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    Great article with all the details on shipping ammunition

    Here is a great article on how to ship ammunition where these guys have done the research and show the best method to ship along with the Hazmat requirements. See it here on How to ship ammunition
     
  16. yooper_sjd

    yooper_sjd Member

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    EOD guy hit it straight on the head. I use to certify for military shipments. pretty technical stuff. But to get your cert, it is an annual certification course taught by the feds, and it cost several hundred dollars per year for the certification, let alone the cost of the publication which itself is a couple hundred dollars. That is why a company you buy your powder or ammo from charges so much for the HAZMAT fee. Just alot of paperwork, but you are certifing that it is properly packaged for shipment. If there is a misshap, they would know where to go.

    p.s. the forms to filled out for shipment are in triplicate, one for your records, one for the shippers records, and goes with shipment. along with MSDS sheet, and emergency contact numbers. Plus the proper labeling for the hazard classes 1.1, 1.2, 1.3, 1.4, and 1.5, Then you even got the compatibility groups for each Hazard class of explosives. a,b,c,d,e Use to be a whole lot simpler with the class A B C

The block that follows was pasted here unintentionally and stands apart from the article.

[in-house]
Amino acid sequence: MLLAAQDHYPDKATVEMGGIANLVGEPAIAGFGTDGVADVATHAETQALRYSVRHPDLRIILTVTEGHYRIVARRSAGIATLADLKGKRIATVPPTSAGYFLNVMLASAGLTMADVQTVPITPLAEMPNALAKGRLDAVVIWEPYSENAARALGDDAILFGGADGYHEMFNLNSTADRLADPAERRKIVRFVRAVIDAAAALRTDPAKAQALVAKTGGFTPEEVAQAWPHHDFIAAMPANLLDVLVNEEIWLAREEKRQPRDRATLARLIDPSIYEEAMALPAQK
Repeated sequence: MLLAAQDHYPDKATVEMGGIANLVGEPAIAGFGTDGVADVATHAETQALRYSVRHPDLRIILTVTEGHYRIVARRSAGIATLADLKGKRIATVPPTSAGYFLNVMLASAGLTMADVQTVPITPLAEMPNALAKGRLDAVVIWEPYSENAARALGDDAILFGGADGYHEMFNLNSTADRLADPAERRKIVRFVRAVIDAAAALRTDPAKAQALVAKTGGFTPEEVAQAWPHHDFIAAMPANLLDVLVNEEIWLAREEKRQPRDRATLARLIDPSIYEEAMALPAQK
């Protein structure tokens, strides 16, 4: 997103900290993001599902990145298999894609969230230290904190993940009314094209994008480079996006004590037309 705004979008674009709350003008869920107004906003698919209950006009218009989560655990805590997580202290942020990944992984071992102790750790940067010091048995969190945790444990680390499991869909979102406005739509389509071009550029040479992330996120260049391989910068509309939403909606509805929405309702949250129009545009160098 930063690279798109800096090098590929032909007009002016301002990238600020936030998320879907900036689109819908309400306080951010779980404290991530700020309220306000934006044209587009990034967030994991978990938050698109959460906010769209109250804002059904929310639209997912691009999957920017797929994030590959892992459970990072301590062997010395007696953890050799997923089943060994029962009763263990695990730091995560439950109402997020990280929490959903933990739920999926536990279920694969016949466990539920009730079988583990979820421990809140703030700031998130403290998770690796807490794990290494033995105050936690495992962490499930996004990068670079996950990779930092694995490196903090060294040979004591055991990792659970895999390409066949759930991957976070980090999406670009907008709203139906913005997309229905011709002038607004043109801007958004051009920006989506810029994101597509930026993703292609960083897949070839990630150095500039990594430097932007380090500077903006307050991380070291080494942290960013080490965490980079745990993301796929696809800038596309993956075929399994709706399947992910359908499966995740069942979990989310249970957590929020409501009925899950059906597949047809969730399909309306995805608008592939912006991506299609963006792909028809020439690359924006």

Last edited: Jan 9, 2009
  17. PlainsmanND

    PlainsmanND Member

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    shipping ammo

    I get the mechanics and such on shipping the ammo. I want to sell a bit of ammo off on gunbroker. I plan to put in a few questions I want the buyer to send me, and then get a copy of their DL. Then I have reasonably done the diligence I think on the buyer.

    The thing that worries me is some crazy local restriction or state law. How does a guy know of those? My thought was to call the buyers local sherrif's office and ask if there are restrictions on shipping the buyer the ammo. How do you guys do it?